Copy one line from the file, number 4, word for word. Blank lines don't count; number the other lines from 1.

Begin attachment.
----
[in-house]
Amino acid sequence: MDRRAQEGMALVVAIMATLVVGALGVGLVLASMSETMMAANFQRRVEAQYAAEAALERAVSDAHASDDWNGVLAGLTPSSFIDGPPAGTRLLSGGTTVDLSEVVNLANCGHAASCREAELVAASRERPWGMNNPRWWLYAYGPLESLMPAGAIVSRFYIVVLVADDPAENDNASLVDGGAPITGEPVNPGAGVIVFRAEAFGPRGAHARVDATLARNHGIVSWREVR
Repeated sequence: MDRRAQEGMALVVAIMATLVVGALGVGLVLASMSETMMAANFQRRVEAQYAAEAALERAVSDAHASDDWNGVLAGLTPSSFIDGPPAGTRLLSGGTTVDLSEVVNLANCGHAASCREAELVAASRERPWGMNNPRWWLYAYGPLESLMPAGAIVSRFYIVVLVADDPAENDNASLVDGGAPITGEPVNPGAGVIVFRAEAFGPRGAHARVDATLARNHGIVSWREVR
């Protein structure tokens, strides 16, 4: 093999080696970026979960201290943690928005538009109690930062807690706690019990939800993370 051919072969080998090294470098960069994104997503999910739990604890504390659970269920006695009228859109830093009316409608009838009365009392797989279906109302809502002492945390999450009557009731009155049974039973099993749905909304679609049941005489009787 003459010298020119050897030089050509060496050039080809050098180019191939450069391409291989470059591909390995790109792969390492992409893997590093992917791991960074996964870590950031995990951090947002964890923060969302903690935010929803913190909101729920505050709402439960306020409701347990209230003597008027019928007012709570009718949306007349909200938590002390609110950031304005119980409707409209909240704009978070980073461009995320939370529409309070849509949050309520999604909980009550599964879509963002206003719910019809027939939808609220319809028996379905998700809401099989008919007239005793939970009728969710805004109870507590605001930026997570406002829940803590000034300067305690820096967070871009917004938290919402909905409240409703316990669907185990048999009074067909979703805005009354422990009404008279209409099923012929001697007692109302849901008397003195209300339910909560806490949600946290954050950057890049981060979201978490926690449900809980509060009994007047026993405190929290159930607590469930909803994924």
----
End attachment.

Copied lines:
């Protein structure tokens, strides 16, 4: 093999080696970026979960201290943690928005538009109690930062807690706690019990939800993370 051919072969080998090294470098960069994104997503999910739990604890504390659970269920006695009228859109830093009316409608009838009365009392797989279906109302809502002492945390999450009557009731009155049974039973099993749905909304679609049941005489009787 003459010298020119050897030089050509060496050039080809050098180019191939450069391409291989470059591909390995790109792969390492992409893997590093992917791991960074996964870590950031995990951090947002964890923060969302903690935010929803913190909101729920505050709402439960306020409701347990209230003597008027019928007012709570009718949306007349909200938590002390609110950031304005119980409707409209909240704009978070980073461009995320939370529409309070849509949050309520999604909980009550599964879509963002206003719910019809027939939808609220319809028996379905998700809401099989008919007239005793939970009728969710805004109870507590605001930026997570406002829940803590000034300067305690820096967070871009917004938290919402909905409240409703316990669907185990048999009074067909979703805005009354422990009404008279209409099923012929001697007692109302849901008397003195209300339910909560806490949600946290954050950057890049981060979201978490926690449900809980509060009994007047026993405190929290159930607590469930909803994924």